I am haunted, and sometimes a little scared, by urban waters.”
- Watch more Videos at Vodpod.
I recently had the good fortune of chasing epic bones with Field and Stream, Angling Trade and FlyFish Journal editor, Kirk Deeter. You can tell a lot about a guy by spending a day fishing with him, and Kirk is the kind of guy I would choose to fish with anytime – easygoing, but ever vigilant and all business when it’s game time. Yet there was one thing about Kirk that left me wondering, and required followup – his choice of footwear for the flats. Far be it for me to shirk my journalistic duties, so I got in touch with Kirk to get to the bottom of this.
Q: As a well-connected industry professional, you could obviously pick up the phone and have any top-of-the-line flats boot on your desk in 24 hours. Yet you choose a pair of Chuck Taylors instead. ‘Splain, please.
KD: I had to wear special orthopedic shoes when I was a little kid…and now I think that most of the flats boots out there look almost exactly like those orthopedic shoes did. So I just won’t wear ‘em. For the record, I don’t wear a helmet when I fish either.
Q: Every flats boot I’ve ever seen seems to come in light colors. You went with black. Is that simply because black is the most fucking metal color of the spectrum? Have you noticed an increase in your hookup ratio?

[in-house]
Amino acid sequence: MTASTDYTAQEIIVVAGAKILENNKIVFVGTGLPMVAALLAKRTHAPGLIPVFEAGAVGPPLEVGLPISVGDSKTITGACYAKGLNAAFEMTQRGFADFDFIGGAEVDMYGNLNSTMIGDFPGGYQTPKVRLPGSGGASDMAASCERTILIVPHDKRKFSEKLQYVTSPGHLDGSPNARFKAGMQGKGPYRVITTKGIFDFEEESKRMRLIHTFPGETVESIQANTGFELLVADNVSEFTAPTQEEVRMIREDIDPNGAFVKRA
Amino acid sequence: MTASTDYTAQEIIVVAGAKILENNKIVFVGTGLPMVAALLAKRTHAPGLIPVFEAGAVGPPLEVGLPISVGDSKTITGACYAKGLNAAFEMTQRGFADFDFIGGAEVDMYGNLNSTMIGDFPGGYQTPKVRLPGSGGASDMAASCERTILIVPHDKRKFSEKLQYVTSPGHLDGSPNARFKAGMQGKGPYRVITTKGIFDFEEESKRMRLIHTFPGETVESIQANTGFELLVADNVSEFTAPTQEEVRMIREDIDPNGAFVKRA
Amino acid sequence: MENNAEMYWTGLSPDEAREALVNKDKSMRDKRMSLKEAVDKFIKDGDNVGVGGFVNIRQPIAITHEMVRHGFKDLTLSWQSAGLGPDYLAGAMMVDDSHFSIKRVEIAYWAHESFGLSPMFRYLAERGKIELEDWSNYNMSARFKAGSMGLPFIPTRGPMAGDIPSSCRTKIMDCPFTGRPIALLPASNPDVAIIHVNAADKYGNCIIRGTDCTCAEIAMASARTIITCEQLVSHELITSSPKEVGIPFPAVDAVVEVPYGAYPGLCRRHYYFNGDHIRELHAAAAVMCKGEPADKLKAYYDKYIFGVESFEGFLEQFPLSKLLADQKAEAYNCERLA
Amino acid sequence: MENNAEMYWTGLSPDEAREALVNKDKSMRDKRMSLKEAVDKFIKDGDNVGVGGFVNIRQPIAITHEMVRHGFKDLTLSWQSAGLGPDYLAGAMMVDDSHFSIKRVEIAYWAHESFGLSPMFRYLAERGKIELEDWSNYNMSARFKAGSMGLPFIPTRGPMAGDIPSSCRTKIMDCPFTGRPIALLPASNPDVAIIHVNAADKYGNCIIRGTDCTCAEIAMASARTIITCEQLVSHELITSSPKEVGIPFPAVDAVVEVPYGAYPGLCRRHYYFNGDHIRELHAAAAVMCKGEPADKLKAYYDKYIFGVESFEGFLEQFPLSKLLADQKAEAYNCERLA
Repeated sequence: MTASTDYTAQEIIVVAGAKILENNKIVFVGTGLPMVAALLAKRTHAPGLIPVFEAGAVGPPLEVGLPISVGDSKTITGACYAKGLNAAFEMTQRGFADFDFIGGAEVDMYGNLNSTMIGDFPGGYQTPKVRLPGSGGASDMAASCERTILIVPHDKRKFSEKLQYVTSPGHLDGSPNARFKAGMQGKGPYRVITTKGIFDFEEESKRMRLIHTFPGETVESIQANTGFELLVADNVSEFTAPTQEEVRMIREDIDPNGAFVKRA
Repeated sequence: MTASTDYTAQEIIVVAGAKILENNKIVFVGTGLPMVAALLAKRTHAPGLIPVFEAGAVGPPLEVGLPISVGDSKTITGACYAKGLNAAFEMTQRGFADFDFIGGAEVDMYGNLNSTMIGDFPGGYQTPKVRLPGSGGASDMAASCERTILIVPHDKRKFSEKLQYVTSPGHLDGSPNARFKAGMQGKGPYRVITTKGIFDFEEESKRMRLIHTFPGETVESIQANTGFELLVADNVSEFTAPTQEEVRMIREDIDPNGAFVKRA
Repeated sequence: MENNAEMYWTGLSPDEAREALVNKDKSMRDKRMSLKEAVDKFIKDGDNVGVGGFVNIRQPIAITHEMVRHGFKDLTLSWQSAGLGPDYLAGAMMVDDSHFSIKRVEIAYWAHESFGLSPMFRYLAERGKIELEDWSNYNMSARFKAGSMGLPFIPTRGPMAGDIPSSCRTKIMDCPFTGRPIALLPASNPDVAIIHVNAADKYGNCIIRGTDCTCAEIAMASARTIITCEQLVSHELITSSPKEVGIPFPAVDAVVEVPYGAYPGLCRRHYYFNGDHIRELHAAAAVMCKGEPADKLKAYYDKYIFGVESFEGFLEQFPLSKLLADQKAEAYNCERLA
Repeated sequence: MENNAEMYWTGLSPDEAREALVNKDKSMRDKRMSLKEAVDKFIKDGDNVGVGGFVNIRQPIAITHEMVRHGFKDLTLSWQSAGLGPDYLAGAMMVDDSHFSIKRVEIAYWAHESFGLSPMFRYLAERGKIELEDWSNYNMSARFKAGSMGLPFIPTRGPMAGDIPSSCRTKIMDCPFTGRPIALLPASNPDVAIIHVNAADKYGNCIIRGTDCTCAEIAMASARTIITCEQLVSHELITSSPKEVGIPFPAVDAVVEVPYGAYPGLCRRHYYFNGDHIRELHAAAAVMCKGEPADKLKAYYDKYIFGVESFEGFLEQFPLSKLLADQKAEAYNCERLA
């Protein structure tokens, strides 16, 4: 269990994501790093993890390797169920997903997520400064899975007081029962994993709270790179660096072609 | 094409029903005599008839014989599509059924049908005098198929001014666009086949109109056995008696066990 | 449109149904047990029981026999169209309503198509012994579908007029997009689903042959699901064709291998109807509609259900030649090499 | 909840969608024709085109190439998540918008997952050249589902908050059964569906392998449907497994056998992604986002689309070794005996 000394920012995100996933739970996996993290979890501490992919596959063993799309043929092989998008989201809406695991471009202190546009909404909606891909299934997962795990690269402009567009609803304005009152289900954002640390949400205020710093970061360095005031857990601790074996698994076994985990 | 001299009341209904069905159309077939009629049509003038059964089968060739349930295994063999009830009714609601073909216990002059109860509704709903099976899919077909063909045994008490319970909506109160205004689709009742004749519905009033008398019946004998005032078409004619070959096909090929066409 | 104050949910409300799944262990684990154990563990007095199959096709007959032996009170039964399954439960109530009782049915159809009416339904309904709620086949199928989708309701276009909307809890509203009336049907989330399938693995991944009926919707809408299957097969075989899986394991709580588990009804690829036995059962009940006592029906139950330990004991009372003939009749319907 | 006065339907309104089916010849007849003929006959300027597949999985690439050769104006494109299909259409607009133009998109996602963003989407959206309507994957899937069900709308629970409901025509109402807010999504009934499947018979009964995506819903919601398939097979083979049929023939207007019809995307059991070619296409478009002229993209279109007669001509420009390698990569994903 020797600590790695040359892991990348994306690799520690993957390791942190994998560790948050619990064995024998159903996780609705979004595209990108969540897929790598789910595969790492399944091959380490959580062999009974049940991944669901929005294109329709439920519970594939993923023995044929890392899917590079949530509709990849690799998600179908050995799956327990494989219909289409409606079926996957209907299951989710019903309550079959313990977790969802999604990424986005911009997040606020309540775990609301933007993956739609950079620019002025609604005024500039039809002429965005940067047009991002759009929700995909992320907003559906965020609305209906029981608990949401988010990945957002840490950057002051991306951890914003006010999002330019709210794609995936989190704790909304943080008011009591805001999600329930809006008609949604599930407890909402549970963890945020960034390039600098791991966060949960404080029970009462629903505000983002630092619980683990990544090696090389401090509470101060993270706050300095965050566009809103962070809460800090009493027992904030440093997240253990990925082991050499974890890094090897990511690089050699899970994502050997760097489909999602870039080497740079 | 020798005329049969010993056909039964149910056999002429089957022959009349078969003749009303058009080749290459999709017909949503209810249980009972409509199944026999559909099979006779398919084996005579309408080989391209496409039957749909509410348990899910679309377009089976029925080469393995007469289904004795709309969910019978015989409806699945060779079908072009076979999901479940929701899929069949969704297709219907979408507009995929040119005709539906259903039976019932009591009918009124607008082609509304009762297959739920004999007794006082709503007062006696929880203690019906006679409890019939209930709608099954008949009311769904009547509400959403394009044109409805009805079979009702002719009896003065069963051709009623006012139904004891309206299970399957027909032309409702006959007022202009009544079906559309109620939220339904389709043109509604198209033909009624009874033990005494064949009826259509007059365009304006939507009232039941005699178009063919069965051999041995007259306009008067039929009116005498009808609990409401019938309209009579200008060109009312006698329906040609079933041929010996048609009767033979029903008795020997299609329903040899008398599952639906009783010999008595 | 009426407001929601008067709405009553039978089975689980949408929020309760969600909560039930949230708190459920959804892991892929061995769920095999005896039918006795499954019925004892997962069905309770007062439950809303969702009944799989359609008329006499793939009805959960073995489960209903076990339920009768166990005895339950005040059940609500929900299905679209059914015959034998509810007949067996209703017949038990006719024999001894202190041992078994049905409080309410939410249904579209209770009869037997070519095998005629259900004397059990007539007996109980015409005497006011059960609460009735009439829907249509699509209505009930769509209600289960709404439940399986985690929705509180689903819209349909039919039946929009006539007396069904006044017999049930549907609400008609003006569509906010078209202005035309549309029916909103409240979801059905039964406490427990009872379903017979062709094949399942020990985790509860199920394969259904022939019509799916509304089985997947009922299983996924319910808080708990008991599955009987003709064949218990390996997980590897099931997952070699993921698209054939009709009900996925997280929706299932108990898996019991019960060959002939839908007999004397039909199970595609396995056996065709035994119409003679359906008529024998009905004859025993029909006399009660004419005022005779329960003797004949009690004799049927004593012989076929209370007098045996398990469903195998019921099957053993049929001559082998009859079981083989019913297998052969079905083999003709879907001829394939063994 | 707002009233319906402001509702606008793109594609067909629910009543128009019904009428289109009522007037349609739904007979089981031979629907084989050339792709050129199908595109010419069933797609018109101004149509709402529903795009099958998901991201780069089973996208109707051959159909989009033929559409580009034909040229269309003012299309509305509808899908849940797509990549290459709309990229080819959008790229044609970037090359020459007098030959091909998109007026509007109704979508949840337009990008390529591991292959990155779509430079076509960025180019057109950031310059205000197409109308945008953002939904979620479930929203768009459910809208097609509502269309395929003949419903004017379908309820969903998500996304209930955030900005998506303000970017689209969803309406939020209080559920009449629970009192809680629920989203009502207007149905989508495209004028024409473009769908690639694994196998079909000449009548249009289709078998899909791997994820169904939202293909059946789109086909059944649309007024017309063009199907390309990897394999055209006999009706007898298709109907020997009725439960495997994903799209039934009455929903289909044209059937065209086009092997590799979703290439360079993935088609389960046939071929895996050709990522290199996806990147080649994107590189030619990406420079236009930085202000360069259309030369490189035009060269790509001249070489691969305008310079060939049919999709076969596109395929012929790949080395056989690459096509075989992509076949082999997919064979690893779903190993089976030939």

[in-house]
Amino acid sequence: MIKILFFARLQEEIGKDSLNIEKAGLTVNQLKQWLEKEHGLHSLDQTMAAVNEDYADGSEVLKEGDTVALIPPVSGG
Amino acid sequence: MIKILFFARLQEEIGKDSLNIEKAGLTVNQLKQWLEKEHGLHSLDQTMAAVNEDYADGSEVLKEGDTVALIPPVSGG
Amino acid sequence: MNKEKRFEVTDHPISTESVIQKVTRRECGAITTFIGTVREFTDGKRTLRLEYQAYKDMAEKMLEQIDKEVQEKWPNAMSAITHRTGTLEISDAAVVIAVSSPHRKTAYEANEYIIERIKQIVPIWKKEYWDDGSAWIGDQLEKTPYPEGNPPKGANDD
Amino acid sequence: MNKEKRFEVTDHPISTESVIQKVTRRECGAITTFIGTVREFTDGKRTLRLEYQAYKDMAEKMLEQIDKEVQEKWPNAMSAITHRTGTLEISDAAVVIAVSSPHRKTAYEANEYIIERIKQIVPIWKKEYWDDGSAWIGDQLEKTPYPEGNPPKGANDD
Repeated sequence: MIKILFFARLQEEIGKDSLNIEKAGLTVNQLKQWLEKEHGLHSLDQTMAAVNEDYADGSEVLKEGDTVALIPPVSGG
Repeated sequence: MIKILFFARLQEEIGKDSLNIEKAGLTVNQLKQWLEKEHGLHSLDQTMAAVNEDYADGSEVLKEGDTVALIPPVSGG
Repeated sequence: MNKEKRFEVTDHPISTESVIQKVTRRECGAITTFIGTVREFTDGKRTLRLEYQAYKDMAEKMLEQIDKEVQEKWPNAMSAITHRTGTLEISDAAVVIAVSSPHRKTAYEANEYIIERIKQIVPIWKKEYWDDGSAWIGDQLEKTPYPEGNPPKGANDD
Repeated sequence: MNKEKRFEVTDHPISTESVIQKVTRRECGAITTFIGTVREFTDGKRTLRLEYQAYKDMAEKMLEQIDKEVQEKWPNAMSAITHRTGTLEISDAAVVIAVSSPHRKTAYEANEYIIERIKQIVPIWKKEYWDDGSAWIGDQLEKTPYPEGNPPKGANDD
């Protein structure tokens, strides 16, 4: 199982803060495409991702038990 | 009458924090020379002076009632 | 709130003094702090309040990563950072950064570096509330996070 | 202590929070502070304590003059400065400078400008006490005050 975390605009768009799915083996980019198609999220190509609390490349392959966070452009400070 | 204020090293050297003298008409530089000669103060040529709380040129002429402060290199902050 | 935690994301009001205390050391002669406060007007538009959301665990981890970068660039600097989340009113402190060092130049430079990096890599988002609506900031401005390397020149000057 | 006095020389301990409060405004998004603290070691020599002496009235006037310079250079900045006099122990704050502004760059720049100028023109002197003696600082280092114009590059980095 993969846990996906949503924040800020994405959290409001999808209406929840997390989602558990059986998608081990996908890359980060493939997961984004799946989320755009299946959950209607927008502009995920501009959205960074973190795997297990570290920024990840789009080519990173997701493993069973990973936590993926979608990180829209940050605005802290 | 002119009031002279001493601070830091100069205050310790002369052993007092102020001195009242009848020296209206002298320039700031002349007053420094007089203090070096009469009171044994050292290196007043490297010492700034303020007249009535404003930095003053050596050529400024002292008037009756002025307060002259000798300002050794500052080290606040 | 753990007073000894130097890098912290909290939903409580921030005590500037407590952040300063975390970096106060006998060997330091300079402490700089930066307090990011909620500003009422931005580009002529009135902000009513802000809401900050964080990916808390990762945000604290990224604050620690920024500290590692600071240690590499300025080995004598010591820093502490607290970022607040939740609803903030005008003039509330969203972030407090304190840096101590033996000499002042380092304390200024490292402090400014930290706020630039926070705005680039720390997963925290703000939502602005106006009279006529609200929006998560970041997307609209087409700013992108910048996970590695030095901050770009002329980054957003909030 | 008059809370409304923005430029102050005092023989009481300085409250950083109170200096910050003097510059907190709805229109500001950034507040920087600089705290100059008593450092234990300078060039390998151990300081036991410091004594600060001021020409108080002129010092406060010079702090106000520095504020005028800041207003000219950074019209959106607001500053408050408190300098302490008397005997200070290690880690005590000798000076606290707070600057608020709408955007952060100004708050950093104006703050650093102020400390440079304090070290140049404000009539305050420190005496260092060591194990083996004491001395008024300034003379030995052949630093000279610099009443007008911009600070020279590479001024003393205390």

KD: I like black Chucks because they seem to camouflage my feet in the clouds of silt I kick up as I wade the flats. Granted, the fish are usually freaked out by the clouds either way, so I can’t claim a hookup ratio advantage… but I take comfort in knowing that the fish never know WHOSE feet caused the clouds… follow? And yes, I believe fly fishing and heavy metal music (or punk music) go hand-in-hand, in that you either “feel it and get it” right away, or not. Some people equate fly fishing with bluegrass, which is total bullshit. Fly fishing is metal (or punk). Chucking spoons is disco.
Q: I asked our research department to do a little homework, and they found that you can get 5-6 pairs of Chucks for the price of one pair of famous-maker flats boots. Are the rest of us taking crazy pills here?
KD: Nah… to each his own. But… A) Chucks function better than most wading boots when you cast from the deck of a skiff, B) Chucks dry faster, and weigh less in checked luggage, C) You get the same sole
protection from coral for a fraction of the price, and D) You never know when you’re going to get back to the boat ramp and want to pick right up with a game of H-O-R-S-E or some heated one-on-one for guide tips.
Q: The sun and the heat can do weird things to a person in the tropics. Have you ever imagined while wading around that you are Joey Ramone in your Chucks and that the mangroves are thousands of your adoring fans? Have you ever thought of putting a whammy bar on your fly rod?
KD: I had an adoring fan once, but we got married. On the Ramones fantasy… yes, but it’s actually more of a “Dee Dee” thing. A bonefish reveals a glistening tail, and in my head, I hear the bass player shout out “1-2-3-4!” After that, it’s all bar chords and amplified feedback (which pretty much describes my casting style). If the song isn’t wrapped in about 2 minutes and 7 seconds… I know I fucked it up.